the war and swapping territory, it had an important economic component that would shape
post-war Europe. This has been the cause of much controversy
amongst historians, but it was also hotly debated at the time. Foremost amongst the economists who opposed
the Versailles treaty was John Maynard Keynes , a British mathematician and British representative
at the Paris Peace Conference. Keynes was prominent, and was friends with
influential figures like Bertrand Russell , Duncan Grant, Vanessa Bell, and Virginia
Wolff. He also worked closely with British Prime
Minister David Lloyd George , and was central to developing one side of the great debate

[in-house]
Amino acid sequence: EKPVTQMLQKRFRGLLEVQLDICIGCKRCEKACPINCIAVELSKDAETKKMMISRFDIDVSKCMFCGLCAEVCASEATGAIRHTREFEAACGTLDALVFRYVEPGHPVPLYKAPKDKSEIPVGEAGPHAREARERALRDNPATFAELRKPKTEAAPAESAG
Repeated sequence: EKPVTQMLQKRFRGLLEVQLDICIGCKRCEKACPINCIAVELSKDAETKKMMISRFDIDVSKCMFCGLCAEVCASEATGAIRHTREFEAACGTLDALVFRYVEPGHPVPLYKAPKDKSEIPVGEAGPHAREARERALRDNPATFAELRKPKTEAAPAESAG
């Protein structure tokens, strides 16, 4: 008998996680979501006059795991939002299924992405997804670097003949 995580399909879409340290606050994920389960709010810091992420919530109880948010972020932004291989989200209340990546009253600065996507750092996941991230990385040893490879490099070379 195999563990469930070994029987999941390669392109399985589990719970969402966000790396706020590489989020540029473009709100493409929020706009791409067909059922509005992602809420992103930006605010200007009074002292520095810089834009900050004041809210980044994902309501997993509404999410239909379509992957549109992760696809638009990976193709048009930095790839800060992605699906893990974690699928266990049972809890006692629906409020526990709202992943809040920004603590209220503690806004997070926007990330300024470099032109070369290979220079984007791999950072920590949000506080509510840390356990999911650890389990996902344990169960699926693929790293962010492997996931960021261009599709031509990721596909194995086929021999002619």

which gripped the conference: should Germany be economically crippled for years to come,
or should it be allowed to rebuild and rejoin the international community? From the outset, Keynes – who was a conscientious
objector – was against the imposition of heavy reparations on Germany, and instead advocated
for leniency. Initially, it seemed Lloyd George was receptive
to his ideas, however he soon discovered the British public, and some of his economist
colleagues, did not share this point of view – most Britons wanted Germany to be punished. With Keynes’ ideas falling on deaf ears, he
became disillusioned and resigned his position at the peace conference before the treaty
was signed. He then began writing a blistering critique
of Versailles and its creators. “The Economic Consequences of the Peace”
was released in December 1919 and was a broadside against Versailles and the peace process , criticized